By Stella Lorence
Actress Lori Loughlin was sentenced to 2 months in prison and a fine of $150,000 for her role in the college admissions scandal during a remote hearing through the U.S. District Court in Massachusetts on Friday.
The former “Full House” actress and her fashion designer husband Mossimo Giannulli pled guilty to conspiracy charges after they paid to have their daughters admitted to the University of Southern California as rowing recruits. Neither daughter had rowed competitively before. Loughlin and Giannulli were both sentenced Friday by Judge Nathaniel Gorton.
Although the hearing was held remotely via zoom, audio and video recordings were still prohibited.
Giannulli was sentenced to five months in prison and a fine of $250,000 as part of a negotiated plea deal. He said in a statement to the court that he deeply regrets the effects his actions have had on his daughters and wife and accepts full responsibility for his crimes.
Gorton, who has sentenced six other people in the college admissions scandal, said each time he does, he is “more dumbfounded” than he was because the crimes are motivated by hubris. When sentencing Loughlin, he characterized her life as a “fairy tale” and told her she was now a convicted felon because she tried to grab more than she already had.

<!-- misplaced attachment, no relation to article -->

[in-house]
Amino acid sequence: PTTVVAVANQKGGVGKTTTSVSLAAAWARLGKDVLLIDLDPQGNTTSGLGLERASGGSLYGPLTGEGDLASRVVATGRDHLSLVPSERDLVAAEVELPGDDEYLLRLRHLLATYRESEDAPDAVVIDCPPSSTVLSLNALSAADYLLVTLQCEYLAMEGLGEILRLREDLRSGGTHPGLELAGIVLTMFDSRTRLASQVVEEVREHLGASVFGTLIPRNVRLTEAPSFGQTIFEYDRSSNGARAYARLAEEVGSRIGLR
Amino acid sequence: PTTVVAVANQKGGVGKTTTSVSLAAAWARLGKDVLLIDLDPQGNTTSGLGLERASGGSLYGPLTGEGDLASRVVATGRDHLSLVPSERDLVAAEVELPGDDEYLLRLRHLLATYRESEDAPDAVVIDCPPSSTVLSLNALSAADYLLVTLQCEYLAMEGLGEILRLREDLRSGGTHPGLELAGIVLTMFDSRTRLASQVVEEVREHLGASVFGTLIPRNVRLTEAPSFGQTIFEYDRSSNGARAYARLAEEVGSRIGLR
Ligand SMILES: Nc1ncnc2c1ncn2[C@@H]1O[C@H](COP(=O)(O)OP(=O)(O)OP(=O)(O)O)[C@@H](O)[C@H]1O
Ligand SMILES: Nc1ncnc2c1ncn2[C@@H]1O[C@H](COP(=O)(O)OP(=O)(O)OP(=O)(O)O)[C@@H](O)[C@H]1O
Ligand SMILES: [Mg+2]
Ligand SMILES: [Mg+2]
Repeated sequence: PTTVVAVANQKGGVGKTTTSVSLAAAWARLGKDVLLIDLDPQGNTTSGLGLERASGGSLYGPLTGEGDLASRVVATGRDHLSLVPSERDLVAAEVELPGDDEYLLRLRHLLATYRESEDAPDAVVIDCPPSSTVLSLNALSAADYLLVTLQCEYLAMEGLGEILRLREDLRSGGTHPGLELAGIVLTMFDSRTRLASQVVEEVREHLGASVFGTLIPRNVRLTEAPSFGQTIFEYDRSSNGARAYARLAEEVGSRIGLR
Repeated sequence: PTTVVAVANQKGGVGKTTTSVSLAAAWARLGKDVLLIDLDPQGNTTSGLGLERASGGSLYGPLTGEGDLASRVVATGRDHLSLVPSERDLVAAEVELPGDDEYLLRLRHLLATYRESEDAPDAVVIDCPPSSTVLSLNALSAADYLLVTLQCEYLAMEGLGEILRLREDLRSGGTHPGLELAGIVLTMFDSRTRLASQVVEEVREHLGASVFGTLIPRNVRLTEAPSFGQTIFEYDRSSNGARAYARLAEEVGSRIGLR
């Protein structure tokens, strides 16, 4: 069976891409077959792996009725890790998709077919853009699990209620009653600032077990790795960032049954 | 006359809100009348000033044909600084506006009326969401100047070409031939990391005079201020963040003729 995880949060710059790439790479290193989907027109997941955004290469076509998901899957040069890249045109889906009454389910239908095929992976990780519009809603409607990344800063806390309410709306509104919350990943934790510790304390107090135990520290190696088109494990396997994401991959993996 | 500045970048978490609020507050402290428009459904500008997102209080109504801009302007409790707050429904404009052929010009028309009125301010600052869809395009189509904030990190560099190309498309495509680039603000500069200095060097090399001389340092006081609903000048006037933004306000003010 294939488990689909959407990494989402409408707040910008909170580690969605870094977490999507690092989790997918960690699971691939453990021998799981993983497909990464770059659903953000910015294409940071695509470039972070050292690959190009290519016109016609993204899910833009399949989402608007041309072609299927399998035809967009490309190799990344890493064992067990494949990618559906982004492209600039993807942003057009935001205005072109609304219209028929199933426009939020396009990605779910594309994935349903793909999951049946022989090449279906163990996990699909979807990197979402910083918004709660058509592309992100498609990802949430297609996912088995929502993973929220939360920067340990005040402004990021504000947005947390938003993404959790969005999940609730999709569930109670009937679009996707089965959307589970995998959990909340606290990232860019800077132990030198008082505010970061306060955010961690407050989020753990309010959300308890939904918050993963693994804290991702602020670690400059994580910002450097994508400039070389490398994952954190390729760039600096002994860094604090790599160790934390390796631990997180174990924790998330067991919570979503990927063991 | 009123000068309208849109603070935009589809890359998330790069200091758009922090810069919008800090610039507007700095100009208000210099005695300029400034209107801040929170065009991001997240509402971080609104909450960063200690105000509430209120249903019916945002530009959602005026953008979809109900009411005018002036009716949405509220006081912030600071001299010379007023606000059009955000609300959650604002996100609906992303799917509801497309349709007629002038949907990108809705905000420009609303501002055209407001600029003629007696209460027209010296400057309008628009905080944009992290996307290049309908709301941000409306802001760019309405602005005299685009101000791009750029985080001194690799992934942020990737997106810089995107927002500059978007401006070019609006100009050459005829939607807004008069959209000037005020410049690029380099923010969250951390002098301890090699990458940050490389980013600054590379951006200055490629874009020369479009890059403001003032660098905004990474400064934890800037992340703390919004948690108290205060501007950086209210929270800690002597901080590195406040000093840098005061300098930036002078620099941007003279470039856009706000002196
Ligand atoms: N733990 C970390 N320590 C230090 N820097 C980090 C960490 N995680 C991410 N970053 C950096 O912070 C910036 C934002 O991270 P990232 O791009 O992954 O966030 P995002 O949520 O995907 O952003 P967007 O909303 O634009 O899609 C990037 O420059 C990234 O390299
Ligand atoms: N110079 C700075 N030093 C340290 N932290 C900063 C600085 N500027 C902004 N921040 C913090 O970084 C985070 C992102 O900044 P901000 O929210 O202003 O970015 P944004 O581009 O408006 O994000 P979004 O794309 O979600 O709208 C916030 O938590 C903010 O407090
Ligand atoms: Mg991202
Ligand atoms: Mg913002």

Loughlin’s defense attorney, William Trach argued that Loughlin’s involvement in the scheme was much more passive than that of her husband or any of the other parents who have been indicted in the scandal.
Government Prosecutor Kristen Kearney pointed to the fact that Giannulli twice participated in the scheme as evidence of his complete disregard for right and wrong. She said his interactions with his daughters’ high school counselor, in which he lied about their crew credentials, demonstrated a “privileged and entitled attitude for which prison is the only leveler.”
Both Loughlin and Giannulli’s defense attorneys gave the same account of the couple’s involvement in the scandal. Not having gone to college themselves, Loughlin and Giannulli approached the chair of the Board of Trustees at their daughters’ school to ask for advice on the admissions process and were referred to William “Rick” Singer, the leader of the broader college admissions scheme. Singer tutored both daughters for about a year, before approaching Giannulli in April of 2016 about his “side-door” scheme, in which the girls would gain admission through false athletic recruitment.
Since their parents’ indictments, both daughters have had to leave USC and have been bullied and harassed in-person and through social media.
Over 50 parents, coaches and other conspirators were charged in the nationwide, seven-year scandal, which was code-named “Varsity Blues” by the FBI.
Of those 50, 24 have been sentenced, including Loughlin and Giannulli. Sentences have ranged from a few weeks in prison up to nine months.
Singer, of Newport Beach, Calif., coordinated the college admissions schemes through two business fronts. One was a non-profit corporation called Key Worldwide Foundation, which Singer purported to be a charity. Parents paid Singer under the guise of tax-deductible donations to KWF and Singer used the money to bribe coaches to admit students as false athletic recruits.